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[Caml-list] Freeing dynamically loaded code
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Date: 2003-12-17 (23:17)
From: Nuutti Kotivuori <naked+caml@n...>
Subject: Re: [Caml-list] Freeing dynamically loaded code
Nuutti Kotivuori wrote:


> Now I have no idea what GRAB and RESTART do, and what would be need
> to fix them. They look scary. On CLOSUREREC I have an idea what it's
> supposed to do, but I have no idea how the Infix headers really work
> there - and what we'd need to do to fix that.

Okay, I think I now know how GRAB and RESTART work, and they should be
doable. And I have a better idea how CLOSUREREC works as well - but
that seems to be nasty. Considering that it has several code pointers,
and none of those have a local environment but the whole closure only
has one - every one of those code pointers would have to point to
something like CALLRECDYN or something, and the environment of the
CLOSUREREC should have offsets for every subfunction and then the code
block address. CALLRECDYN would then have to find the correct offset
for the correct closure in the CLOSUREREC block, and call
that. Eww. But possibly doable.

Another thing which struck me. What about objects? All they have is a
virtual table as the first pointer, which carries loads of code
pointers that aren't embedded in a closure. And if we can't touch the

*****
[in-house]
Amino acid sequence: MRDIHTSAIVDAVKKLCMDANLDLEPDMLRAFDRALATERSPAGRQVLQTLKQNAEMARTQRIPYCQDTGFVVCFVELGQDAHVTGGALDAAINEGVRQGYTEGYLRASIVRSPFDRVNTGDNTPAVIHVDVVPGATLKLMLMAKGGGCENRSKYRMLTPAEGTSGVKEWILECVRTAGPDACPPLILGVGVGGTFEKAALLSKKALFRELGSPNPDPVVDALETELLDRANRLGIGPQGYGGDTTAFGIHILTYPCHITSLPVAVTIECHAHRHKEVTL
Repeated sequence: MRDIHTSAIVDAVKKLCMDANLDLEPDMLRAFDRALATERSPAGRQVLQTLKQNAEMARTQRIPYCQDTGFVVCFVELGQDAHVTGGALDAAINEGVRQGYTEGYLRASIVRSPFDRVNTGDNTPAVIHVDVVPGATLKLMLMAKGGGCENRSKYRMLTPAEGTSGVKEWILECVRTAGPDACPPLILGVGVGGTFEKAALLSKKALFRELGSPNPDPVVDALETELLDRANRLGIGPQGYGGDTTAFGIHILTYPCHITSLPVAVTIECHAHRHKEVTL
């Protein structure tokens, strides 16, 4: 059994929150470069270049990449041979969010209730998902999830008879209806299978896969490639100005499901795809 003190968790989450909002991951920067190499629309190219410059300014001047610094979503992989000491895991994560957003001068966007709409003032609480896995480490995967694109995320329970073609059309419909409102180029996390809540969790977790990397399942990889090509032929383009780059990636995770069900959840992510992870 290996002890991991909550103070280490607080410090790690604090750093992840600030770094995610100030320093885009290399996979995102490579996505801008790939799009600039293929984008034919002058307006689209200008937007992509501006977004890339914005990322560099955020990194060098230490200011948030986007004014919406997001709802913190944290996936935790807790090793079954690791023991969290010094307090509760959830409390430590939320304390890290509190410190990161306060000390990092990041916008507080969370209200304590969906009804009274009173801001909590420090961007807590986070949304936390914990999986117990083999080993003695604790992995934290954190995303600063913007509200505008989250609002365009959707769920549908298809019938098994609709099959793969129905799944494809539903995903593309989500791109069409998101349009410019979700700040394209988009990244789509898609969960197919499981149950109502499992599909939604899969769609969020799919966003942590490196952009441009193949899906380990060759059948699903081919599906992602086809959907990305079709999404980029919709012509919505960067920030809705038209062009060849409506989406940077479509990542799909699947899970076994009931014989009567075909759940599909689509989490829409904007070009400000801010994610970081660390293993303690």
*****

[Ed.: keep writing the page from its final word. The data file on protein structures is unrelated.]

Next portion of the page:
callers, calling any of those would have to still be compatible, so
where on earth could the actual offsets be stored then? Mucho


> How do we pass the knowledge where the start of the block is where
> this code resides, so it can place that pointer in the env and
> calculate the offset there as well?

One very hackish way to implement this would be to add a semi-global
variable to the interpreter, that has this pointer - then the calldyn
instruction could update it for the current block always, so any
closures created inside a calldyn'd instruction would have the right
pointer. Or something.


This is starting to get muddier and muddier - and not looking too
good. But I will continue thinking about the problems for now - if
something comes up that is really impossible to do, then we can just
drop this approach since it isn't going to work and move on to
something else.

-- Naked

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